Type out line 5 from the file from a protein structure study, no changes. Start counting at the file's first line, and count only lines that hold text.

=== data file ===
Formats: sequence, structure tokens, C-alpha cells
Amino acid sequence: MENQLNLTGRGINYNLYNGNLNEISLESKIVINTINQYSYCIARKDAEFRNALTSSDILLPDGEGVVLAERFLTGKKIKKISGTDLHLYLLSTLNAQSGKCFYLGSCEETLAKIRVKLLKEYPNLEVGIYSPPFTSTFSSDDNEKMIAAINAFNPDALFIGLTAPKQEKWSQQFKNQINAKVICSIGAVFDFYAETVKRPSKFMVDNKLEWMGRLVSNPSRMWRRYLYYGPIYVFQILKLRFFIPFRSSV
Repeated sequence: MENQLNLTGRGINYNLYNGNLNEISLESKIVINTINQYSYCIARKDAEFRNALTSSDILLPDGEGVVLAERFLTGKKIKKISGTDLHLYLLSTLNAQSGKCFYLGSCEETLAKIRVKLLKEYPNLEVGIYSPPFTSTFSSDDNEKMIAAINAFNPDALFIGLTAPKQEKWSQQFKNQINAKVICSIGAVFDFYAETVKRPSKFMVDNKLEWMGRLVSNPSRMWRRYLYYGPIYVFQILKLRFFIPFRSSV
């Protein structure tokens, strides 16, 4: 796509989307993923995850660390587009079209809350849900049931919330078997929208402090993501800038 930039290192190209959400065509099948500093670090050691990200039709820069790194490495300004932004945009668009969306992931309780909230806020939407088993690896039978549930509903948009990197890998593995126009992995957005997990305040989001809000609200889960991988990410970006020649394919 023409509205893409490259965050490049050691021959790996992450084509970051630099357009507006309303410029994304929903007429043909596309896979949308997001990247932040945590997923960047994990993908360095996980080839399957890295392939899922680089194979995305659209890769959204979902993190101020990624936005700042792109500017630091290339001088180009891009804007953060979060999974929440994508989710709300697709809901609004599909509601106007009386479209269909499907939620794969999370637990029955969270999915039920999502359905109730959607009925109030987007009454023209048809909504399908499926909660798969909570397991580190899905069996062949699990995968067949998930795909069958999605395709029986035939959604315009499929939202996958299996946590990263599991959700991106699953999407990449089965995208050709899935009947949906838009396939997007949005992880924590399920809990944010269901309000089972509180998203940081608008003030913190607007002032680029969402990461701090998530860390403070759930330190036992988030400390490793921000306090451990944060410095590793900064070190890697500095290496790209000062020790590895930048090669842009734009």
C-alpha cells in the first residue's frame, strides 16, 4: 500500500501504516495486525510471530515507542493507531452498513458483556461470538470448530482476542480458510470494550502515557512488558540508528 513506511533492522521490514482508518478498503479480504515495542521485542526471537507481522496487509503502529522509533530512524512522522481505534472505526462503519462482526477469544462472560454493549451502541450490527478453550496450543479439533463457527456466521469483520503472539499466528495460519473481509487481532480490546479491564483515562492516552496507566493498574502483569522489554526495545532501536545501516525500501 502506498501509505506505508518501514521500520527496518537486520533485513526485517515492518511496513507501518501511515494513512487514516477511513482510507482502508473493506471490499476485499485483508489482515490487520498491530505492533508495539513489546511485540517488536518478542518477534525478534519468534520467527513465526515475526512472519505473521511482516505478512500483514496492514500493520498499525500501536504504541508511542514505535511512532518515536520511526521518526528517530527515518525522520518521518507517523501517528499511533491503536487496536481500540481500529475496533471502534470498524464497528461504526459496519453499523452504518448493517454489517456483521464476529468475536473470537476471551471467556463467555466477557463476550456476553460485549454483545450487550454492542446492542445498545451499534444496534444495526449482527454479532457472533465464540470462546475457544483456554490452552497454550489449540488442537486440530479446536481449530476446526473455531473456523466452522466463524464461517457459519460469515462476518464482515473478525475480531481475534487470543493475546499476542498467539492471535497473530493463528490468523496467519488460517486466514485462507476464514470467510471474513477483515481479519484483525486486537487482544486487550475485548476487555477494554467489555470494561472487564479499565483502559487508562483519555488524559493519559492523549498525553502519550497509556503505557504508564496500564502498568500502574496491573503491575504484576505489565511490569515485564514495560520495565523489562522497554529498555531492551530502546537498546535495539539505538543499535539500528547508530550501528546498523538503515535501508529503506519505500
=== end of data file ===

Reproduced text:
C-alpha cells in the first residue's frame, strides 16, 4: 500500500501504516495486525510471530515507542493507531452498513458483556461470538470448530482476542480458510470494550502515557512488558540508528 513506511533492522521490514482508518478498503479480504515495542521485542526471537507481522496487509503502529522509533530512524512522522481505534472505526462503519462482526477469544462472560454493549451502541450490527478453550496450543479439533463457527456466521469483520503472539499466528495460519473481509487481532480490546479491564483515562492516552496507566493498574502483569522489554526495545532501536545501516525500501 502506498501509505506505508518501514521500520527496518537486520533485513526485517515492518511496513507501518501511515494513512487514516477511513482510507482502508473493506471490499476485499485483508489482515490487520498491530505492533508495539513489546511485540517488536518478542518477534525478534519468534520467527513465526515475526512472519505473521511482516505478512500483514496492514500493520498499525500501536504504541508511542514505535511512532518515536520511526521518526528517530527515518525522520518521518507517523501517528499511533491503536487496536481500540481500529475496533471502534470498524464497528461504526459496519453499523452504518448493517454489517456483521464476529468475536473470537476471551471467556463467555466477557463476550456476553460485549454483545450487550454492542446492542445498545451499534444496534444495526449482527454479532457472533465464540470462546475457544483456554490452552497454550489449540488442537486440530479446536481449530476446526473455531473456523466452522466463524464461517457459519460469515462476518464482515473478525475480531481475534487470543493475546499476542498467539492471535497473530493463528490468523496467519488460517486466514485462507476464514470467510471474513477483515481479519484483525486486537487482544486487550475485548476487555477494554467489555470494561472487564479499565483502559487508562483519555488524559493519559492523549498525553502519550497509556503505557504508564496500564502498568500502574496491573503491575504484576505489565511490569515485564514495560520495565523489562522497554529498555531492551530502546537498546535495539539505538543499535539500528547508530550501528546498523538503515535501508529503506519505500